Thursday's Daily Pulse
What you need to know about Florida today
Oil and gas industry pushes to explore off Florida
A national coalition with deep Florida ties brought its message of supporting offshore oil and natural-gas “exploration” to Tallahassee on Wednesday, as pushback continues against a Trump administration plan that could lead to expanded drilling off the country’s coasts. The coalition is backed by the American Petroleum Institute and the Florida Petroleum Council. Their project - and website - have been dubbed "Explore Offshore." More from the Lakeland Ledger, The Hill, and WJCT.
» From Explore Offshore: The Benefits of U.S. Offshore Oil and Natural Gas Development in the Eastern Gulf
» Earlier this year: Florida Petroleum Council: Offshore exploration beneficial to Florida's economy and jobs
Florida Trend Exclusive
Company profile: Rayonier
The timber and real estate company envisions its 261-acre Wildlight project as the beginning of something bigger - it owns another 25,000 acres within five miles of the project. (Wildlight is located north of Jacksonville, near Yulee.) After the housing collapse of 2008, and with real estate markets beginning to flicker back to life, Rayonier management had decided that the company could make more money harvesting rooftops rather than timber. Full profile here.
MacDill says its economic impact jumped 8 percent in three years
MacDill Air Force Base has long been a key driver of the Tampa Bay economy, spending billions on payroll, construction and retiree pensions. But just how much of a powerhouse the base is depends on how you look at the numbers presented Wednesday by MacDill officials. [Source: Tampa Bay Times]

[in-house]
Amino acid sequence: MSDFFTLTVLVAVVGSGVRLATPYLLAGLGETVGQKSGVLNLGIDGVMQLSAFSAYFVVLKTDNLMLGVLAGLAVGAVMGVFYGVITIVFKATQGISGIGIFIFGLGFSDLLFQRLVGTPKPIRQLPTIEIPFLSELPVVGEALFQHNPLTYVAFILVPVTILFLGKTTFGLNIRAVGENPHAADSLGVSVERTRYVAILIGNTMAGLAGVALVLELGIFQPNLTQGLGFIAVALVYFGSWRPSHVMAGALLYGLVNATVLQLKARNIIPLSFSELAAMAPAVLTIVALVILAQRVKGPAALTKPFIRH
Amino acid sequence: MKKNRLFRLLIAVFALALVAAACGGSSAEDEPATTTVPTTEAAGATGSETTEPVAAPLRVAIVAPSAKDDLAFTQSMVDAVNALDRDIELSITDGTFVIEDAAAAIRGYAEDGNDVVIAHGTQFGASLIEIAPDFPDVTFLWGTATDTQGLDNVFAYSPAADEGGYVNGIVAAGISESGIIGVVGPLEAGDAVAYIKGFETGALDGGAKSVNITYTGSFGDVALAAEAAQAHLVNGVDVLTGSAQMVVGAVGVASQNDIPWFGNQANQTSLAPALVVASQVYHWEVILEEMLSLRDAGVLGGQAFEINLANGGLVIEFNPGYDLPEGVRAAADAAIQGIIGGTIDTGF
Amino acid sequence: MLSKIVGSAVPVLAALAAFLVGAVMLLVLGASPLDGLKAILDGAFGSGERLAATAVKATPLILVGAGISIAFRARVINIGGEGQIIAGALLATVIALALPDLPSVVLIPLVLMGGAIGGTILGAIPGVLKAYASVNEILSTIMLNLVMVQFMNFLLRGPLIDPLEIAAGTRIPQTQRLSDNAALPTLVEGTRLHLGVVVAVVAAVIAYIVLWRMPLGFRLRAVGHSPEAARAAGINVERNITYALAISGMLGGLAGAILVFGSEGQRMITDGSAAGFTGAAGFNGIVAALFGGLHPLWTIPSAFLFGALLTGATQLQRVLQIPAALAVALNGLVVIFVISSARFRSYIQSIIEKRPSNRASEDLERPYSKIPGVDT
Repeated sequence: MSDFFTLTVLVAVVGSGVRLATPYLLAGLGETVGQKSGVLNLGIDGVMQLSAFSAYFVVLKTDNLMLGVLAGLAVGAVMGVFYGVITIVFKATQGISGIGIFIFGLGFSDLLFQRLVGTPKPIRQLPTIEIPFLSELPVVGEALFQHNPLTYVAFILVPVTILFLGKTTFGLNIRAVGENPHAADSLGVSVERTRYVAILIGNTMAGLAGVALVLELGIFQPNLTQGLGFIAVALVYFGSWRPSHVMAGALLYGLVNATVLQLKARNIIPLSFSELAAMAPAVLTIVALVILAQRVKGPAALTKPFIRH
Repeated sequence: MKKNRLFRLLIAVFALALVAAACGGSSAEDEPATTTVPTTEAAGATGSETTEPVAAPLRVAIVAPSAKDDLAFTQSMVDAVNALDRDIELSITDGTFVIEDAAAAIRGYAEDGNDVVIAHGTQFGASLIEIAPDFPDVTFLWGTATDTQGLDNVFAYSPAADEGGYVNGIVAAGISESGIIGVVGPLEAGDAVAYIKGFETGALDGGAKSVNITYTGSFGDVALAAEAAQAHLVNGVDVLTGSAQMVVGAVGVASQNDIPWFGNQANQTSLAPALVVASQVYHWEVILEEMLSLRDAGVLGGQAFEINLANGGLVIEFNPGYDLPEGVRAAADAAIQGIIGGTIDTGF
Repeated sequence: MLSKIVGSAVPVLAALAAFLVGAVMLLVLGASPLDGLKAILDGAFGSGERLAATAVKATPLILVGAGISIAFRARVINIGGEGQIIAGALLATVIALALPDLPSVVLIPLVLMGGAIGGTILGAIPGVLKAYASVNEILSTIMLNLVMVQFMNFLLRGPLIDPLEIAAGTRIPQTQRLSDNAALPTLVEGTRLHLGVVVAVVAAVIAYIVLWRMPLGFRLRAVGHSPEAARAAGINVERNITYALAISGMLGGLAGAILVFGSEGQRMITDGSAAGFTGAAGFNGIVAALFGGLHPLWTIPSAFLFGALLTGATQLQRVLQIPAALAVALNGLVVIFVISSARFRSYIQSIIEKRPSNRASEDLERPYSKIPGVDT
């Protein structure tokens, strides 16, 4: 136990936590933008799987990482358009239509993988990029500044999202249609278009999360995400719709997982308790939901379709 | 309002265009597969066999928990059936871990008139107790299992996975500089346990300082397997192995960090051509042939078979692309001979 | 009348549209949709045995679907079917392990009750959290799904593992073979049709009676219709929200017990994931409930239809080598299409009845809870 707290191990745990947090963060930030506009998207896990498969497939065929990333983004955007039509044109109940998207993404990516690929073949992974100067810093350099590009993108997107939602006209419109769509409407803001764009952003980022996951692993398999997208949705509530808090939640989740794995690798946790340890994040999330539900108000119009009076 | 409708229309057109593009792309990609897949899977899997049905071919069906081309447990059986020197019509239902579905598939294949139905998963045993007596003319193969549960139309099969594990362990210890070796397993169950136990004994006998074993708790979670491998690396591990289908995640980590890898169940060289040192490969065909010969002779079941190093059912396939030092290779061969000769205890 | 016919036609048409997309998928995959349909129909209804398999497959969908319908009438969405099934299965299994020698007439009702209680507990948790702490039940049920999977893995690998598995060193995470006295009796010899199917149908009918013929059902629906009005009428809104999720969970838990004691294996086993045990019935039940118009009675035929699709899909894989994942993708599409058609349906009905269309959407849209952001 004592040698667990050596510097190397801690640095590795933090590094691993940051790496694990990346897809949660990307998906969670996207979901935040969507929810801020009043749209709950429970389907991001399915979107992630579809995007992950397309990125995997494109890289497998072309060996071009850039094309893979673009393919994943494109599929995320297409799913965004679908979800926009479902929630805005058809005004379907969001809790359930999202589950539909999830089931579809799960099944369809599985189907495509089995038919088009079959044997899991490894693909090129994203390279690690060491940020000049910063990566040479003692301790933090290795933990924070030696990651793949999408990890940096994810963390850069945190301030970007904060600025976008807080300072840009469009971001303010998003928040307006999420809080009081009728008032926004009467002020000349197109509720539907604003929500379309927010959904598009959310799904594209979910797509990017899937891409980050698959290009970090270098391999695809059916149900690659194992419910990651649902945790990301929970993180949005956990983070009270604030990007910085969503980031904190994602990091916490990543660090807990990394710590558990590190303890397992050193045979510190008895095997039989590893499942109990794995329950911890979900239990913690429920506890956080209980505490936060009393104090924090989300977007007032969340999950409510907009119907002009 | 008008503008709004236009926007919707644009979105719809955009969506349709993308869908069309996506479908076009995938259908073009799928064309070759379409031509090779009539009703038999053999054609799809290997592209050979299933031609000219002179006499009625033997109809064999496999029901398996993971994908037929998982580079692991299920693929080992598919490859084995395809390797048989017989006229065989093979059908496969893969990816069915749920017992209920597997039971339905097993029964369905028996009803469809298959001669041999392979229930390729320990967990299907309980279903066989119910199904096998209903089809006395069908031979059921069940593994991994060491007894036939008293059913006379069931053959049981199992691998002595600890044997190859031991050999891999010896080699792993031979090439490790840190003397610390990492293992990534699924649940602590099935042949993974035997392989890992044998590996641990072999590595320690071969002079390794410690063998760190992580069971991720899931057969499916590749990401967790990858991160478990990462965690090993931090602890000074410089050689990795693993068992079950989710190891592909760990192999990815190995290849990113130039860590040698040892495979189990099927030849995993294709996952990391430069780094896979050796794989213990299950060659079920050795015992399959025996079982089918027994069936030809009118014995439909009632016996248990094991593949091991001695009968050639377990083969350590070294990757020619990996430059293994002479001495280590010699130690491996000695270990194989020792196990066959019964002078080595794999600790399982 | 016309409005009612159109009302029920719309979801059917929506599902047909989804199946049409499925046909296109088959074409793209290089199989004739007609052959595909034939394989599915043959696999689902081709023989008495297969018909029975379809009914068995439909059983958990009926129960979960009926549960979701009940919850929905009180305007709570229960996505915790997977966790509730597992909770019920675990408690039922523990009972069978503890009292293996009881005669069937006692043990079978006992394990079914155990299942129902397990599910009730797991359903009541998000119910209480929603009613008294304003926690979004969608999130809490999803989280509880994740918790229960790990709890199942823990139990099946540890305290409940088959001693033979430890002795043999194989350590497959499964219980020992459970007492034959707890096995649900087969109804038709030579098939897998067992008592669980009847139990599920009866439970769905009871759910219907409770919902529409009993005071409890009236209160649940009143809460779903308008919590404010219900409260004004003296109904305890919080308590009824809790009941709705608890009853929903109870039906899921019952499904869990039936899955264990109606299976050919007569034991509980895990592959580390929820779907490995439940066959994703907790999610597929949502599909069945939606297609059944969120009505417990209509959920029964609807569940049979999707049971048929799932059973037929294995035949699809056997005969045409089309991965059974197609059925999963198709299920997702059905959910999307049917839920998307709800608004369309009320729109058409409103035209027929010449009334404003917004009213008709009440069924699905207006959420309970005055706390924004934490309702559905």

Scripps Florida scientists awarded nearly $4 million to develop new meds
Two Scripps Florida scientists have been awarded a $3.68 million, five-year grant from the National Institute on Drug Abuse to advance their work developing safer pain medications, the Scripps research institute said Wednesday. [Source: South Florida Sun-Sentinel]
'Devastating' dolphin loss in Florida red tide disaster
More than 100 tons of dead sea creatures have been shoveled up from smelly, deserted beaches in tourist areas along Florida's southwest coast this month alone. In just the past week, 12 dolphins washed ashore dead in Sarasota County, typically the toll seen in an entire year. [Source: Digital Journal]
» Thousands of dead fish are clogging these Manatee canals. Residents are demanding action
» City of Sarasota declares emergency over toxic red tide
» They moved to escape Florida's toxic algae slime. Now red tide has shut down their business.
» Longboat Key businesses hope for rebound after red tide clears
ALSO AROUND FLORIDA:
› With vacation rentals now legal in Orlando, city offers amnesty period to rogue listers
The city of Orlando was once one of the biggest holes in the international vacation rental home sharing market: one of the world’s great tourist destinations, where vacation rental homes were against the law. That came to an end in July.
› The Villages kick-starts new industrial corridor
The Villages just became the linchpin in a plan to bring about 20,000 new jobs to the area over the next 10 years. The Sumter County Commission unanimously greenlighted a plan for a 1.75 million-square-foot industrial park, a move intended to ignite a growth corridor along 4,000 acres south of Wildwood.
› Hillsborough to regulate massage parlors in crackdown on prostitution
Hillsborough County has followed the city of Tampa in cracking down on illicit services like prostitution being offered in massage parlors and bathhouses. County commissioners voted unanimously Wednesday to adopt a law to regulate massage and bathhouse businesses, a move they said would help combat human trafficking.
› XG Technology suffers wider loss in second quarter
Sarasota's XG Technology Inc., which produces high-definition wireless video and voice products, says its loss widened in its second quarter to $6.4 million, or 40 cents per share, compared with a loss of $1 million, or 9 cents per share, in the second quarter of 2017.
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